Is It Correct To Make Multiple Design Changes In A Single Test Variation?Tagged As: Question
As you look and analyze a given UI screen or flow, design ideas of how you might improve it rush into your consciousness. Here you are faced with two general approaches: you either a/b test each change individually, or you group some of them together into a single variation. Which is right?
Your Opinion [Poll Closed]
My Thoughts & Experience [Updated Sep 27, 2018]
First of all, thank you for voting everyone! I’m surprised we received that many votes. Thanks again!
As for the results, it clearly looks like the more people are in favor of isolating a single change within an experiment. This I think is often motivated by a desire to understand if a given change has an impact, or not (as seen in the comments below). Alternatively, grouping multiple changes together in a single variation is done with the hope of striving for a higher overall impact. This is done on the assumption that most of the changes are positive and stack up. Of course the reality is also that multiple changes run the risk of cancelling each other out (with some being negative and some positive).
How Do Bigger Vs Smaller Tests Compare In Terms Of Impact?
To answer the above question, we should look at evidence how larger tests (with multiple changes) compare to smaller tests (with isolated changes). Luckily we have some data on this.
For a number of years we’ve been running larger tests for our clients and writing about it under the GoodUI Datastories project. Some of these stories include retests from failed attempts so the median impact is slightly inflated. Nevertheless when we look across 26 such projects, we have a median impact of 23%.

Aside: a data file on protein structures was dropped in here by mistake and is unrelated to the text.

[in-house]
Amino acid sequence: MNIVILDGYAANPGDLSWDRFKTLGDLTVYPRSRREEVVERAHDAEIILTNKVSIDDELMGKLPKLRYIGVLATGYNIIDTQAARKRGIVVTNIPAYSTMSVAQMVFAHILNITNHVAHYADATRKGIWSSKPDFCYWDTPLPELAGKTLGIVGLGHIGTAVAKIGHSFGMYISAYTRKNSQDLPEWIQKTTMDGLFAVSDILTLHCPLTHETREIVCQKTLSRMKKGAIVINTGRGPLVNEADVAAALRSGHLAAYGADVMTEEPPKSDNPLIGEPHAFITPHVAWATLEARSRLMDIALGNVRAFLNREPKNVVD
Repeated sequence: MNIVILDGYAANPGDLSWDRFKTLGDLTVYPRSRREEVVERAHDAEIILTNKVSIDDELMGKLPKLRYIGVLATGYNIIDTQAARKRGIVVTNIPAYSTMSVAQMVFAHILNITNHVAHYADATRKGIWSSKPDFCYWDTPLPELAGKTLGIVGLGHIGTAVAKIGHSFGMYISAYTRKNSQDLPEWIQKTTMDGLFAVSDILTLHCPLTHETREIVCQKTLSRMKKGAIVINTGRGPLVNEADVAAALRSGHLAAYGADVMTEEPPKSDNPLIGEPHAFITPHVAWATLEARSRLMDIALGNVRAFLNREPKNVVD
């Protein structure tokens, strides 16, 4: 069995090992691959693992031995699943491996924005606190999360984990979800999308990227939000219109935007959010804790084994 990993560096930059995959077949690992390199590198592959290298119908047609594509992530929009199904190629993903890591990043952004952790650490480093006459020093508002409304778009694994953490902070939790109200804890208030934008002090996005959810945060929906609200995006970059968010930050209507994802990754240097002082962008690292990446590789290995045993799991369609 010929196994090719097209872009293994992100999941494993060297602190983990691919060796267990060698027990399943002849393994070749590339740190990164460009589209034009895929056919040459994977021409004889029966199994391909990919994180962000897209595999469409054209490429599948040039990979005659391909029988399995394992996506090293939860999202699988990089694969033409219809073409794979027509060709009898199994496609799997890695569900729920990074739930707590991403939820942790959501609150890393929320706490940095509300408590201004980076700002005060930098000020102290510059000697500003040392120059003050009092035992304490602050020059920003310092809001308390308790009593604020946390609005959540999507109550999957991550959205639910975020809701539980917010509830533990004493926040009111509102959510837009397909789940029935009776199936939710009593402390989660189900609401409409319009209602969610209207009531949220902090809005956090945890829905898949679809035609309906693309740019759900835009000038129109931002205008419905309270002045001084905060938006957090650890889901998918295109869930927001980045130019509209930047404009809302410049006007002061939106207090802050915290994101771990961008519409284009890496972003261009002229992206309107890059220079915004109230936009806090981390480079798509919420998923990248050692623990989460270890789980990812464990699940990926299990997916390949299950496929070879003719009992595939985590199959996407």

Now in comparison, we have also been collecting more isolated test results as patterns. Currently, we have published 159 a/b tests that are smaller with more isolated changes with a median impact of 6.6%.
This comparison is our first signal validating the potential of grouping changes into single variations.
Should Make As Many Changes As We Can Think Of?
Quite recently were were also privileged to run an interesting experiment on a landing page for a premium service of an online driving school. I just want to focus on the high level test setup which was designed in the following way:
- A) CONTROL
- B) ONLY HIGH PROBABILITY CHANGES (BASED ON PAST TESTS)
- C) AS MANY CHANGES AS THE TEAM COULD THINK OF
As you can imagine, the results were the following:
This suggestive test (it was stopped early for external business reasons) is a subtle demonstration that “more changes” are not necessarily better as seen in the C variation. Instead, the B variation combined only a handful of changes based on already tested patterns (all with net positive probability). Essentially were using positive past test results to decide which changes to group together. Such and approach taken in the B variant outperformed both C and A.
Summarizing This As Principles
Taking all of the above into consideration, we have come up with the following two guiding principles to be used on our projects:
THEN: GROUP HIGH PROBABILITY IDEAS INTO 1 VARIATION
THEN: ISOLATE THE CHANGE INTO 1 VARIATION
To make things more interesting, please also share your thoughts as to why you voted in a particular way as a comment. Perhaps there are cases when both answers are true? Let’s talk about it.